Annals of cheap: Garigari-kun

August 30th, 2009 by Philip Brasor & Masako Tsubuku

garigari2a

The two original flavors: “soda” (top) and “muscat of Alexandria”

It’s been a relatively cool summer overall, and while the temperatures have had something to do with the drop in sales of beer (or “beer-like” beverages) and air conditioners, it doesn’t seem to have had much of an adverse effect on Japan’s favorite packaged frozen snack, Garigari-kun, which added a few new flavors this past season.

Garigari-kun is classified as “bo (stick or bar) ice candy,” which means it has a lot of competition. Ice candy is more popular in Japan than ice cream owing to its associations with the traditional summer treat kakigori (shaved ice), and if you look in your local convenience store freezer you’ll find a large and confusing array of ice candy, both bar and cup types, that seem interchangeable. But Garigari-kun always outsells them all by a huge margin, and one of the reasons is the price: only ¥60. The Sankei-Fuji website says that the dairy company Akagi Nyugyo sold 255 million Garigari-kun bars in 2008.

Introduced in 1981, Garigari-kun was one of the first bar-type ice treats, the idea being that cup ice require two hands. The target demographic was “active” elementary school-age boys who needed at least one hand free to play whatever game they were playing while munching on Garigari-kun. And “munching” is the operative word here, not sucking. The ice that makes up the bar is filled with very small and separate ice particles that make a characteristic crunchy “garigari” sound when bitten.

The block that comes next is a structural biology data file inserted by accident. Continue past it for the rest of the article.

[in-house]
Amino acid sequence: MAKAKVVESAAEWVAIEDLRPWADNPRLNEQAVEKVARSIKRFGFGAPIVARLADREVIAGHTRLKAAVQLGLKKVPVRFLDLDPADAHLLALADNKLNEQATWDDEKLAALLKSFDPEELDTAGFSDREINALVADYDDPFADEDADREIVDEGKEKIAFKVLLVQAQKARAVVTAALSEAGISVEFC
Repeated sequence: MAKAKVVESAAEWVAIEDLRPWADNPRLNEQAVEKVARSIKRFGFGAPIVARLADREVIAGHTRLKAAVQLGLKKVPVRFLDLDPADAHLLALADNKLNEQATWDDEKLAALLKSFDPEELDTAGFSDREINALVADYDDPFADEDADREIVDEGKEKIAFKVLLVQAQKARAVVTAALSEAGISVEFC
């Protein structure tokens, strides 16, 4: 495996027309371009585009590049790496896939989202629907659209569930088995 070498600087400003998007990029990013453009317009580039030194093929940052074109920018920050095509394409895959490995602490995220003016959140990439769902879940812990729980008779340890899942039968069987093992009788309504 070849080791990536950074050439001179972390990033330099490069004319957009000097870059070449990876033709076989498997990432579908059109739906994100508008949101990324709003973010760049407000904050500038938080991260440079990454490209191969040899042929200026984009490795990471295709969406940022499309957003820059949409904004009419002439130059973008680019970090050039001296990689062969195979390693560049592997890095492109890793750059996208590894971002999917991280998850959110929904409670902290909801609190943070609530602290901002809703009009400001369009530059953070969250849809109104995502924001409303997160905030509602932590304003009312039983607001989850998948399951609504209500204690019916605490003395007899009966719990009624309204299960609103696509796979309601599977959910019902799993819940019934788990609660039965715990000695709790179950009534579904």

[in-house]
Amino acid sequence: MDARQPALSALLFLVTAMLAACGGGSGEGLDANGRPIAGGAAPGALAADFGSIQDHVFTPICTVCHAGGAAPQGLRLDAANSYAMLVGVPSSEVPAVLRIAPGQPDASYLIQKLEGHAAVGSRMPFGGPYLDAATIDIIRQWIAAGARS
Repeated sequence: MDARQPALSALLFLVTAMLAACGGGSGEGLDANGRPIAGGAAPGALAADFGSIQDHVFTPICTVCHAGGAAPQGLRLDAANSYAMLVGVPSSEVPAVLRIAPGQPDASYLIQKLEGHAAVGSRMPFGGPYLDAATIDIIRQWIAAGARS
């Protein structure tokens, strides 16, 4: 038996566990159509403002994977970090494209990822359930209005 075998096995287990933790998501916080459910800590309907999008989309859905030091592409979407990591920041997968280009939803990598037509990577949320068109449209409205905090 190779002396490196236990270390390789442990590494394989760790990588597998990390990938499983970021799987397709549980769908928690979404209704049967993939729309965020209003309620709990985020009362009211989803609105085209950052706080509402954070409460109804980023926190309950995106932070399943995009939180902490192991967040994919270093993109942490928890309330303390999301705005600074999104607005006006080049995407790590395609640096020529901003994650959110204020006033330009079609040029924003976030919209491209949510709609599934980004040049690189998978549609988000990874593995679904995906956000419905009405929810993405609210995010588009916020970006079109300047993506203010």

The big-mouthed character adorning the package is also part of the appeal. Garigari-kun is a representative gaki-daisho, or the big kid in your gang who, despite his size, is also the most warmhearted member. He’s also assumed to be the poorest, which is why he has a typical igaguri (badly executed buzz cut) hairstyle. The product’s very low price is thus tied directly to the image that Akagi wanted to promote.

However, Garigari-kun didn’t used to be the hit product it is now. In the ’90s, Akagi conducted a survey and found that women thought the product image was too “crude” and that it reminded them of something that “probably smelled bad.” So Akagi revamped the packaging to make Garigari-kun’s visage more anime-like. The year after the change was made, sales broke the 100 million mark for the first time.

Three years ago female consumers were targeted even more aggressively with the launch of Gariko-chan, the girl cognate of Garigari-kun, and a promotional campaign that trumpeted the treat’s very low caloric content, about 70 kcal for the basic ice bar. Sales were so good that Akagi had to build another factory. In the meantime, Akagi augmented the ice candy lineup with a few flavors that use milk products, and which are priced a little higher at ¥100. This summer it added “red grape,” “cream apple” and “chocolate chip” flavors to the series, which already includes the two classic flavors “soda” and “muscat,” as well as “pineapple,” “cola,” “grapefruit,” and “cream banana.”

It’s still hot, so get your munch on.

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